April 2014
Contents / home
FameLabSA 2014
Science Lens winners
Young, innovative and gifted
Intern receives Fellowship in Paris
Transformation in marine science
Looking for the brainiacs of yesteryear
Skies alive with space activities
Training the trainers
On your marks ... Get SET Go!
Schools debates advisory committee
Science community volunteers
The science of giving back
New science communication resource
Bringing nanotech to the disabled
Meet media guru Daryl Ilbury
Water World @ Scifest Africa 2014
Exploring marine science
Sharks, vegetables and alien fish
SAIAB cares
In the news
Upcoming events
It's a fact!

In the news

 
  Picture: Willem Law
SOUTH AFRICA - Scientists optimistic about new multidrug-resistant TB antibiotic Delamanid

Local tuberculosis experts are optimistic that a novel TB antibiotic, which is being tested on multidrug-resistant TB sufferers in a Cape Town hospital, could revolutionise treatment of the killer disease.

Delamanid, which was tested on about 70 patients in the Brooklyn Chest Hospital, showed impressive results within the first two months of treatment. It was provisionally approved for marketing by the European Medicines Agency following its positive results in more than 500 MDR TB patients on which it was tested around the world.

Dr Florian von Groote-Bidlingmaier, director of the Stellenbosch University Task Applied Science, tested the new drug on patients at the Brooklyn hospital. Early results were so promising that it could potentially be part of the new regimen for MDR patients.

South Africa has one of the highest burdens of tuberculosis in the world. New drug regimens are urgently needed to treat patients, especially patients with drug resistant tuberculosis.

Source: Cape Argus

 
  Picture: Susumu Takahashi / Reuters
LONDON - How the Samurai were toppled ... by make-up

The fierce samurai warriors of Japan feared no-one and lived in the hope of dying as heroes in battle. But in the end they were done for by make-up.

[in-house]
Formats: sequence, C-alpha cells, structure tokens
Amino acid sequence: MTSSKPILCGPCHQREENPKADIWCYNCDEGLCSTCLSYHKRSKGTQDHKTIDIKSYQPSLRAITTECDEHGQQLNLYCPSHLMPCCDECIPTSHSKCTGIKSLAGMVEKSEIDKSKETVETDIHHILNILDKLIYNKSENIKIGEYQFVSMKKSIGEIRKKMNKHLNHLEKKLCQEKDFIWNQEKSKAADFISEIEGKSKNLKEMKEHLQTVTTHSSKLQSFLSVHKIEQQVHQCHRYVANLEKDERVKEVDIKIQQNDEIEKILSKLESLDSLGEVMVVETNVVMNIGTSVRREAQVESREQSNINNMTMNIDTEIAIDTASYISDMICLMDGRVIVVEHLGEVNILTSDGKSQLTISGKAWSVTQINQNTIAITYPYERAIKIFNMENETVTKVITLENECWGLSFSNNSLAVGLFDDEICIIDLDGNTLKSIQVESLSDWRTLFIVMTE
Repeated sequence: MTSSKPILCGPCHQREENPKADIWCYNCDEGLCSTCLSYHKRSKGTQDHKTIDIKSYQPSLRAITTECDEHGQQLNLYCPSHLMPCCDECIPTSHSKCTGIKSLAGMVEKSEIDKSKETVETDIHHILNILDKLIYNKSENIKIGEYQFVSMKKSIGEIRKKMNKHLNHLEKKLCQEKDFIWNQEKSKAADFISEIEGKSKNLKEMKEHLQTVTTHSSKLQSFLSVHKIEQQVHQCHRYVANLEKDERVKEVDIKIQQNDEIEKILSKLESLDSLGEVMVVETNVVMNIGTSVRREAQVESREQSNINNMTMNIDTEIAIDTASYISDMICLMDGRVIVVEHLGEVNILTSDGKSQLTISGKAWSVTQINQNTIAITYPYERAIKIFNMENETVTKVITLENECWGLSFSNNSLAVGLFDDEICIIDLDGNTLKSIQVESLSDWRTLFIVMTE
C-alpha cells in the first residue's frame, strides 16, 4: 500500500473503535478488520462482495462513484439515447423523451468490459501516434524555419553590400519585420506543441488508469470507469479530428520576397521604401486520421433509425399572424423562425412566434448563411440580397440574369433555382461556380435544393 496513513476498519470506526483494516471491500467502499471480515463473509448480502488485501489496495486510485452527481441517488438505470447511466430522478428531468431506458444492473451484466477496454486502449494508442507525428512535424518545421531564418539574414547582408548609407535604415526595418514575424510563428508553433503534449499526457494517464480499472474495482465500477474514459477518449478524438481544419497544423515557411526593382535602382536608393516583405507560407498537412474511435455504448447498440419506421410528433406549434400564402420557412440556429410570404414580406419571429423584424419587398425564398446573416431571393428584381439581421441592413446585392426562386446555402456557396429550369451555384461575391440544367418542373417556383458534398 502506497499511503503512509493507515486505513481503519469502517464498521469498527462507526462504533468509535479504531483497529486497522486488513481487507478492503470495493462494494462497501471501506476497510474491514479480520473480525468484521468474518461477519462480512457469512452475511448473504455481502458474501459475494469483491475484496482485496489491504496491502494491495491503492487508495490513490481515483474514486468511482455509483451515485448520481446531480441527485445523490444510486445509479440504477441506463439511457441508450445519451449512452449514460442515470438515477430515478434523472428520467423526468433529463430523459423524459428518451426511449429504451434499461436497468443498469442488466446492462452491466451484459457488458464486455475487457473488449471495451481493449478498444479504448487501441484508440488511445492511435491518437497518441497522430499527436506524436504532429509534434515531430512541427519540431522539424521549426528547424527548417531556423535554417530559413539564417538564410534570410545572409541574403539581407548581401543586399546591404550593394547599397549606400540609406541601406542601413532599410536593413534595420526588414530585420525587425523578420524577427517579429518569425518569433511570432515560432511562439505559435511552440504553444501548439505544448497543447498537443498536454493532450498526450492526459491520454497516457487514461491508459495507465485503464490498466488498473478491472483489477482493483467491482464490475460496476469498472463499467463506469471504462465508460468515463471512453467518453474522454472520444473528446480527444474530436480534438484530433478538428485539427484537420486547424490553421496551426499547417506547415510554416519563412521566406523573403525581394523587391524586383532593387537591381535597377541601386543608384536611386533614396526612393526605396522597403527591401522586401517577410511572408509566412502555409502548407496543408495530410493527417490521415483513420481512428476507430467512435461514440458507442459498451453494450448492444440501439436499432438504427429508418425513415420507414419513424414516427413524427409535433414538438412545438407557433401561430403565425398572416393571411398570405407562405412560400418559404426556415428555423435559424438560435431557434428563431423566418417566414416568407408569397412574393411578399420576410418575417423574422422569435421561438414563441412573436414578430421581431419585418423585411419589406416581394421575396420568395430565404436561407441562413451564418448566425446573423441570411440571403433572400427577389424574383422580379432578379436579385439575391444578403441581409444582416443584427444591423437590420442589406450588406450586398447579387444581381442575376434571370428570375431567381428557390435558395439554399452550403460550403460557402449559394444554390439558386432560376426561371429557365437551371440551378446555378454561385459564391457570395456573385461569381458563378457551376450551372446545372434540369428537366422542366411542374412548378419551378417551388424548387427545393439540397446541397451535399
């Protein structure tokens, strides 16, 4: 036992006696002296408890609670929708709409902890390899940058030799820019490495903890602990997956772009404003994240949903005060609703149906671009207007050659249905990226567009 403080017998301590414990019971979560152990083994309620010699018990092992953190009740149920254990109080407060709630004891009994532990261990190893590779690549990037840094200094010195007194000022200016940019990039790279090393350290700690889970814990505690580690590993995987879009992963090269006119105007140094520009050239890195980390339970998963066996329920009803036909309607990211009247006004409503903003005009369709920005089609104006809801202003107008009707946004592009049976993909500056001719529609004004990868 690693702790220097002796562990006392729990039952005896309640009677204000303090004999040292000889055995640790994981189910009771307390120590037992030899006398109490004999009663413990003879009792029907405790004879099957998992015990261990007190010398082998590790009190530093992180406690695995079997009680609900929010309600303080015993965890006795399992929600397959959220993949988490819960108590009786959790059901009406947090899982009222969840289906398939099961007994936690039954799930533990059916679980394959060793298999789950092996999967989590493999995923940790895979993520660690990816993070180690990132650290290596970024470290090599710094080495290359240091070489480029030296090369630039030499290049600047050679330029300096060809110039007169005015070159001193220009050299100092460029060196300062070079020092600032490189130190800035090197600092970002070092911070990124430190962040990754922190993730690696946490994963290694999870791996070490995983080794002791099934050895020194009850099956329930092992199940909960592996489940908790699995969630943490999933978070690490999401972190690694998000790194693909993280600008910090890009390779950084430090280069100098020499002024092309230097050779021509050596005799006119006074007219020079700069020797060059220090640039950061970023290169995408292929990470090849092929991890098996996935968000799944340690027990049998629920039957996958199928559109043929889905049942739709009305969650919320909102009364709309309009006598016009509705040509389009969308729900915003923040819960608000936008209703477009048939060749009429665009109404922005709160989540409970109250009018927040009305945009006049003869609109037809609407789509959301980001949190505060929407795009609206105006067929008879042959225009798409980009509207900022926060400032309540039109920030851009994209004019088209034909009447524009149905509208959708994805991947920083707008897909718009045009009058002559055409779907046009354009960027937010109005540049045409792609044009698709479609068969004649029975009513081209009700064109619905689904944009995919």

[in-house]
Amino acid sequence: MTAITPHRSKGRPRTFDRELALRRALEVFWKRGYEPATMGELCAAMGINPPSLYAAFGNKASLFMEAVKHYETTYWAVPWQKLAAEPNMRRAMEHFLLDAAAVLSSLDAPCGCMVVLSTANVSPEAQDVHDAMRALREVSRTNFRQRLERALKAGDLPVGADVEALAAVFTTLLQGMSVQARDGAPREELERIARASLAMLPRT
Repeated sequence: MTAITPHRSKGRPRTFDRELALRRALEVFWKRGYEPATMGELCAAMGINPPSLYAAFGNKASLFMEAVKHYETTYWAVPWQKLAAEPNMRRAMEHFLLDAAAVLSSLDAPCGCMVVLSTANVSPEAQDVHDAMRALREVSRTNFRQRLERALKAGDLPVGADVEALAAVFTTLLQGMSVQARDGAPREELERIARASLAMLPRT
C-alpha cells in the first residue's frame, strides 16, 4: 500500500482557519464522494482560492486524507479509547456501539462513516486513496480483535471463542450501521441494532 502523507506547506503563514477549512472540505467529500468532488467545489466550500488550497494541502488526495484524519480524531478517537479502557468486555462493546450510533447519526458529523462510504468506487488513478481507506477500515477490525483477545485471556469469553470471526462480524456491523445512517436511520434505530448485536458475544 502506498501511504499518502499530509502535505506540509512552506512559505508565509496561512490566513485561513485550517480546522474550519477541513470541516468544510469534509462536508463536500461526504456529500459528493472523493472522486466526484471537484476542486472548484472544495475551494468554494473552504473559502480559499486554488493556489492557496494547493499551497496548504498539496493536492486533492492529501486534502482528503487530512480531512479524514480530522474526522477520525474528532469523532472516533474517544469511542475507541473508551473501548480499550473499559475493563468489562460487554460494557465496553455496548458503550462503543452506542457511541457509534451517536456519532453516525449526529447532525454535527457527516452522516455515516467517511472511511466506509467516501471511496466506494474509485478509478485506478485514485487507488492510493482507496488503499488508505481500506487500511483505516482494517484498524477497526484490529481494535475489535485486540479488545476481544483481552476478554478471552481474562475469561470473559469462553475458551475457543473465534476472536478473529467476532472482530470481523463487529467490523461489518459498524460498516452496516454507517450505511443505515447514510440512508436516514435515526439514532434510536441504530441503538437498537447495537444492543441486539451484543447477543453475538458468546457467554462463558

Researchers have found that children of the samurai class suffered severe lead poisoning because of the cosmetics used by their mothers and grew up deformed, disabled and backward. These handicaps left them unable to cope with political crises, leading to instability that led to the eventual downfall of their feudal system, the study claims.

Dr Tamiji Nakashima of Japan's University of Occupational and Environmental Health studied the bones of children and adults who lived as far back as 400 years ago during Japan's Edo period, when the country was ruled by a series of shoguns who presided over a feudal system upheld by the samurai caste to discover their cause of death. Based on chemical and X-ray analysis, the bones of the children in the study contained levels of lead dozens of times higher than both the male and female adults.

White facial powder used by the women was the cause. "During the Edo period, cosmetics became popular and the vogue was usually introduced by actors, courtesans and geisha, through prints and popular literature, and by beauticians who helped establish fashions," the researchers said.

"The white face powders used in those days were made from mercury chloride and white lead. Lead levels in the bones of adult women were roughly double those of men in the study and their breast milk was likely highly-contaminated, leading to the very severe lead levels in the youngest children."